THE man who dominated trotting with megastars like Lyell Creek, Take A Moment, Vulcan and others thinks he’s found his next top-liner. 

Tim Butt is confident French import Holzarte Vedaquais has the talent, but now it’s a matter of building the ringcraft to be a major player in Australia’s biggest trotting races.

Whether that happens in time for our biggest trotting races early next year remains to be seen.

“We’ll give him his chance to be ready for those races, but he’s still young and I do think he might be 12 months away from showing his absolute best,” Butt said.

“We’ll plot a course towards those big races, but he’ll show us whether he’s ready in time or not.”

Holzarte Vedaquais snared his first Aussie win at just his second start for Butt when he returned from a lengthy spell to smash the track record – albeit against moderate opposition – at Yarra Valley last Friday.

It’s very likely he’ll race again at Melton next Saturday night.

“I’d like to back him up quickly. He’s a chubby little fella, but he’s had a good grounding and will thrive on the racing now,” Butt said.

“I was as relieved as I was excited when he got the job done the other day.

“When you buy a horse like him, you open yourself up for the knockers, but I’m really excited about where he could take us.”


“When you buy a horse like him, you open yourself up for the knockers, but I’m really excited about where he could take us.”

Butt bought Holzarte Vedaquais during a trip to France sponsored by the sport’s governing body, Le Trot, in January, last year.

Other Aussie trotting big guns on the trip, like Pat Driscoll, Fred Crews and Duncan McPherson bought shares. Butt’s biggest owner, the NSW-based Bob Jones, bankrolled most of it by taking 50 per cent.

“I probably couldn’t have bought him without Bob. He was an expensive horse. We basically reached out to our whole client base to see who would buy in. The support was great,” Butt said.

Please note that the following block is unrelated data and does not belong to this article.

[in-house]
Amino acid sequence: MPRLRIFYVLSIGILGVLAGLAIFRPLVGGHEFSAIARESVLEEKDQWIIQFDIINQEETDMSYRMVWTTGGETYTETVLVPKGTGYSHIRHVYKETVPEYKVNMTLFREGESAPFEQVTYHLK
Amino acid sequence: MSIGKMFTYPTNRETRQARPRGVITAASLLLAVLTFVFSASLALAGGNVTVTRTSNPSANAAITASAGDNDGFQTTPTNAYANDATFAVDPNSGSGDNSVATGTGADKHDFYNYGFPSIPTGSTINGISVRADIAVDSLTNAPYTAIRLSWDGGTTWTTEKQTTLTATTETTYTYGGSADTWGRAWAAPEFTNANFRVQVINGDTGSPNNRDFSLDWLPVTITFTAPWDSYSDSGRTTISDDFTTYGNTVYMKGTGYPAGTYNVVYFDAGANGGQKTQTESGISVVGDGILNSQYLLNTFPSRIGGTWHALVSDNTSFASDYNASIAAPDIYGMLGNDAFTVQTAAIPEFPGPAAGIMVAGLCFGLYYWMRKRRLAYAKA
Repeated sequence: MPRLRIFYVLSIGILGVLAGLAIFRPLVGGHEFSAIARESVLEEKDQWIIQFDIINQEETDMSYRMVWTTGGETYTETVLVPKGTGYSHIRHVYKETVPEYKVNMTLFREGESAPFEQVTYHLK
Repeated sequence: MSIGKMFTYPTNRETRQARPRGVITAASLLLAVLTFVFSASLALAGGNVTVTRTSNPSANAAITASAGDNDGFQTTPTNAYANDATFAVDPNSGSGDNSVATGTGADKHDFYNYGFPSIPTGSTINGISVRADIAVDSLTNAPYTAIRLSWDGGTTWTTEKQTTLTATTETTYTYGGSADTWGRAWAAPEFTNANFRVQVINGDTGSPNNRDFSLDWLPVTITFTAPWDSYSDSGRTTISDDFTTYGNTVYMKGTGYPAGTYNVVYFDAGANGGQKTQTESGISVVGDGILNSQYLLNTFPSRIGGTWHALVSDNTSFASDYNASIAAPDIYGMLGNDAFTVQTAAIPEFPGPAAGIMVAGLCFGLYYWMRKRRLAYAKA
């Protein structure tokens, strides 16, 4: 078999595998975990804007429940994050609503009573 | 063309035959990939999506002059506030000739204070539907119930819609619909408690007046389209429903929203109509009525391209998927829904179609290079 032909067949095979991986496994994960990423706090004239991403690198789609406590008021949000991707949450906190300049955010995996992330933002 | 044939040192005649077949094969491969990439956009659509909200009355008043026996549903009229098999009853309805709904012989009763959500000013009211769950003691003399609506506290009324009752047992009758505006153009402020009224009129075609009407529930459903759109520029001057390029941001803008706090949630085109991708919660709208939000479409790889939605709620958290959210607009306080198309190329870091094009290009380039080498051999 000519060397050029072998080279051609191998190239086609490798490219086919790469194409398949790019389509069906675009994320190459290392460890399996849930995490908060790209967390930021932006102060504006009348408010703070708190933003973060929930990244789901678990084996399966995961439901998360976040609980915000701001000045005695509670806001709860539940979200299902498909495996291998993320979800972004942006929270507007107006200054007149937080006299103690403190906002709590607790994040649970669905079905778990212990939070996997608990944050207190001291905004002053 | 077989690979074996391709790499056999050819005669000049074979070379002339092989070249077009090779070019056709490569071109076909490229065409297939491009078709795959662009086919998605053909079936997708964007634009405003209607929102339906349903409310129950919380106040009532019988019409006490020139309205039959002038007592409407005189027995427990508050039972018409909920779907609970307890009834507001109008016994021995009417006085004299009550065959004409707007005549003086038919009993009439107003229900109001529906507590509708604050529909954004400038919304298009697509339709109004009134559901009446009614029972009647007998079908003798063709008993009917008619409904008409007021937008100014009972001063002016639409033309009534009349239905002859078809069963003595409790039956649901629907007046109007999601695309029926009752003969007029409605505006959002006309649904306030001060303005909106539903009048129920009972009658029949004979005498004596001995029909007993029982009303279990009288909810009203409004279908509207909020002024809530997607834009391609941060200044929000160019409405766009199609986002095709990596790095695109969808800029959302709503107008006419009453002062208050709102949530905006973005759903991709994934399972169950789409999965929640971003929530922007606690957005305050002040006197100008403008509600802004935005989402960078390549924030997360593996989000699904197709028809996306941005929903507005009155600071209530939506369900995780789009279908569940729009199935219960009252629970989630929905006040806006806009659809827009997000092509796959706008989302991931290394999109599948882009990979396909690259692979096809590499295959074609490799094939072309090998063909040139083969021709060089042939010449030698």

The son of Brilliantissme had raced nine times for four wins, two seconds and three thirds.

“His record was good, but they were mostly in two-year-old races and the best trotters in France often don’t race until they are three or four,” Butt said. “He was trained by Philippe Allaire, who has a record for getting them going early. He also owns the top stallion Ready Cash.

“I wanted to buy a young horse because it really takes 12 months for them to fully acclimatise when they get down here.”

Butt knows that from his experience with previous Northern Hemisphere imports like Peak and Daryl Boko.

“The Derby was there last year and it was a bit of a rush to get him ready for it. I probably shouldn’t have tried for it, but we also didn’t expect him to do what he did,” Butt said.

Holzarte Vedaquais led from the pole, got very keen for driver Kerryn Manning, and galloped hopelessly on the first turn.

That was October 25 last year and he hadn’t been since again since the first-up win at Yarra Valley last Friday.

“He jumped on his quarter when he galloped and gave himself a quarter crack. He’d had some issues with his feet before it, so having the good break he’s had – and COVID helped with that – has been a real blessing,” Butt said.

“He can still get a bit keen, that’s why I went to a stand first-up. I’d like to run him in more stands to help mould him, but he’ll be back to 40m now, so I’ll have to go to the mobiles. He’s still a bit racey.

“The potential is definitely there, but he still needs some molding.

“He feels like quite a good stayer and I’m sure he won’t be out of place in the better races, but it’s just a matter of whether that’s early next year, or in another 12 months time.”


By Adam Hamilton